- Today: in progress, 3.6 hours so far
- Total time saved: 12.1 hours
Quick note: I have a dumb optimism for this polyphasic schedule without having truly been stuck into it. You’ll notice I often miss my mark by 1–1.5 hours. Week 2 will be about correcting this and reevaluating how everything feels.
This past week I stole back 12.1 hours of sleep from my old monophasic sleep cycle. I can’t quite believe how fast it all added up — what would you do if you had 12 hours of uninterrupted free time right now?
So what’s my cycle?
I’ve had to adjust my routine almost every day this week, but it’s starting to settle into place with the following hours:
- Sleep 11pm to 2am (3 hours)
- Nap 6:30am to 6:50am (0.3 hours)
- Nap 11:30am to 11:50am (0.3 hours)
- Nap 5:30pm to 5:50pm (0.3 hours)
- Total: 4 hours (this is my goal, almost there!)
As a fun hypothetical, let’s say I’m able to get into a natural rhythm of four hours of sleep per night starting March 1st. Assuming I was able to keep this up consistently through 2015 (306 days total), I would save approximately 1,071 hours (306 * 3.5 hours saved per night). That’s more than 44 days of recovered time. Suddenly a year would feel more like 13.5 months!
Hypothetically, of course...
What do you do with all that time?
One of the key things about switching to polyphasic sleep is that all of a sudden you have way more time than you know what to do with. Just having 2–3 extra hours per day was a shock to my system.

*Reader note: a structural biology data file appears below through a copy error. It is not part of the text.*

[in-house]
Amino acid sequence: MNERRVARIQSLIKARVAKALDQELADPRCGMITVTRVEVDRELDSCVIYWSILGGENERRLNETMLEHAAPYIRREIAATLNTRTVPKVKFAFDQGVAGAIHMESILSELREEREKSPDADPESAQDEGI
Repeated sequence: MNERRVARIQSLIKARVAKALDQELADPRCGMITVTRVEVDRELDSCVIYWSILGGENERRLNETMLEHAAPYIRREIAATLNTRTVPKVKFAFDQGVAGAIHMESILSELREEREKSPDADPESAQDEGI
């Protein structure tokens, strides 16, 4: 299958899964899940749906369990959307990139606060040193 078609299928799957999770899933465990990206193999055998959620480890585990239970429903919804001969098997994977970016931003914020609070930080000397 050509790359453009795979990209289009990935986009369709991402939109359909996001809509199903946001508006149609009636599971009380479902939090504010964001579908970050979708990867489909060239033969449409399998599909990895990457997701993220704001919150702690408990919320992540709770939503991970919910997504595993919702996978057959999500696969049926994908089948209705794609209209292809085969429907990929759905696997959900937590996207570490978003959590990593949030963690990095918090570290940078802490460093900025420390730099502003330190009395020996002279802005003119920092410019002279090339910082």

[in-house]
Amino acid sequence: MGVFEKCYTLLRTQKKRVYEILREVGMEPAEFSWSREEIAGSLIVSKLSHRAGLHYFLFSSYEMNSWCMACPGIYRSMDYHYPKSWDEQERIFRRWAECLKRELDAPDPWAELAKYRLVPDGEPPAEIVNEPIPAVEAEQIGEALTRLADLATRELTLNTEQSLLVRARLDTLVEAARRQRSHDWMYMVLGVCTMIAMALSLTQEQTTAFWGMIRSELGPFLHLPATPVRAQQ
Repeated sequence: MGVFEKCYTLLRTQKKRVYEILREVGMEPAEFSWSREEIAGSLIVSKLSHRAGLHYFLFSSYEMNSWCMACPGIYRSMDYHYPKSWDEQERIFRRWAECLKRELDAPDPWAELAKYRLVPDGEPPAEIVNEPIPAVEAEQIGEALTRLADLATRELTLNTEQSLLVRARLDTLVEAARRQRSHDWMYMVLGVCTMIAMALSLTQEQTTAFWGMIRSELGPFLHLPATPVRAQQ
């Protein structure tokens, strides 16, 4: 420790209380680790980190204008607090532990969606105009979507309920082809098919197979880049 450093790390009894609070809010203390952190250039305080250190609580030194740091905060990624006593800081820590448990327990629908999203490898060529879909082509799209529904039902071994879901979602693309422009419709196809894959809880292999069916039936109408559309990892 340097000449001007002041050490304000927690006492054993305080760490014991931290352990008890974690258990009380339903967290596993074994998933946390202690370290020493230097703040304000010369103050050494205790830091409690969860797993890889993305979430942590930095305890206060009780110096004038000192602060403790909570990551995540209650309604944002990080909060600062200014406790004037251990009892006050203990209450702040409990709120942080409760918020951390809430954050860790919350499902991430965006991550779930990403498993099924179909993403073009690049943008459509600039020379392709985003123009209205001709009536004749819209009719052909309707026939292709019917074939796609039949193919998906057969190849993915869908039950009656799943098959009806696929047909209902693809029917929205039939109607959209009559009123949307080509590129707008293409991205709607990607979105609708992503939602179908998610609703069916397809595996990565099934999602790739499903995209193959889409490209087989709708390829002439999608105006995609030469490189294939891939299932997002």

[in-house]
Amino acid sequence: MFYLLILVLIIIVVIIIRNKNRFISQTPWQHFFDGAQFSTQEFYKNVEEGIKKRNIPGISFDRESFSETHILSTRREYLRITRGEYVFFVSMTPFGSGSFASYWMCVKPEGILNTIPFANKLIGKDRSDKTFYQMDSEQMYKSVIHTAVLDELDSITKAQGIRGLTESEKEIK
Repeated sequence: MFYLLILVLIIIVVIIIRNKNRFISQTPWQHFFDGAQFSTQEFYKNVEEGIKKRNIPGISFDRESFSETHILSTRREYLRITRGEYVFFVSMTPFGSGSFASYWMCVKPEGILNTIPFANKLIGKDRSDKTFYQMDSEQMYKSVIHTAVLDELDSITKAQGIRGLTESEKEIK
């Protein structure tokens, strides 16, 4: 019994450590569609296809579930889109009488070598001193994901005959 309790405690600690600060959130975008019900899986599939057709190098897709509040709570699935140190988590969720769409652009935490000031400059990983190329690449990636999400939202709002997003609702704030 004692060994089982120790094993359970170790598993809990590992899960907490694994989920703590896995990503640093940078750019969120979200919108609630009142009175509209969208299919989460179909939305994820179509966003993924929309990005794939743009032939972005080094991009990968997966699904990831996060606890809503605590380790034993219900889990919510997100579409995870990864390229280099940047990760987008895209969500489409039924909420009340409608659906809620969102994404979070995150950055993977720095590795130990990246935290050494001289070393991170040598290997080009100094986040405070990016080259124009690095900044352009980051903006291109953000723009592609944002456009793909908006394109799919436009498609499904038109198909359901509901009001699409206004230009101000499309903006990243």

In fact, a large portion of polyphasic experimenters (like myself) quit after just a few months due to a lack of structure that monophasic sleep cycles offer.
Because of this sudden change it’s incredibly important to go into the new cycle with a game plan for how you’re going to fill those extra hours. After all, it doesn’t make much sense to save yourself 3 hours per day and fill that time with TV or social media, right?
Here are some of my game plan activities:
That’s right, leisure: The things that I’ve always wanted to do during the day but always found an excuse not to. No more saying “I’m too busy to do that.”
This week I’ve been reading for an hour or two in the early morning hours (~3am-5am). This weekend I spent a few hours just writing and exploring my own thoughts (~7am-11am). Throughout the week I’ve taken pause to just get outside for an hour-long stroll with my dog.
I no longer feel rushed to fit creative pursuits into my schedule, they just happen naturally. I’ve found that early morning reading sessions are incredibly relaxing and enjoyable. If I’m ever feeling bored or tired between naps in the afternoon, a long walk does the trick.
As I continue adjusting to this schedule, I’m hoping to increase my blogging frequency and create some more content for the Design Details series.
This week that’s all starting to change. I can finally slow down and dig into some more challenging subjects like React, native JS and Node.
What about productivity?
Here’s a common question from people who know about my new schedule: “Are you reaching the same level of productivity with all the new time created?”